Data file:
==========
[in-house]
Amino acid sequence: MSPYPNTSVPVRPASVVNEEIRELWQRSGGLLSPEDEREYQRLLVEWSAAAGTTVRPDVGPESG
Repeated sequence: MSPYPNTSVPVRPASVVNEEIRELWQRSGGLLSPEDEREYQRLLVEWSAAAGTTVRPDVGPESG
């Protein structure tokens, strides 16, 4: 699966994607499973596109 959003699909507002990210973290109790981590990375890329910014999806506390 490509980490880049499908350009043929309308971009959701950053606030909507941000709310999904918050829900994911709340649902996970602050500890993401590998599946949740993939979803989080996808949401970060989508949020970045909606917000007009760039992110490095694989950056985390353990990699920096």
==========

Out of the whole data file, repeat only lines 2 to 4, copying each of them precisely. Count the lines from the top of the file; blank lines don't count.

Amino acid sequence: MSPYPNTSVPVRPASVVNEEIRELWQRSGGLLSPEDEREYQRLLVEWSAAAGTTVRPDVGPESG
Repeated sequence: MSPYPNTSVPVRPASVVNEEIRELWQRSGGLLSPEDEREYQRLLVEWSAAAGTTVRPDVGPESG
């Protein structure tokens, strides 16, 4: 699966994607499973596109 959003699909507002990210973290109790981590990375890329910014999806506390 490509980490880049499908350009043929309308971009959701950053606030909507941000709310999904918050829900994911709340649902996970602050500890993401590998599946949740993939979803989080996808949401970060989508949020970045909606917000007009760039992110490095694989950056985390353990990699920096």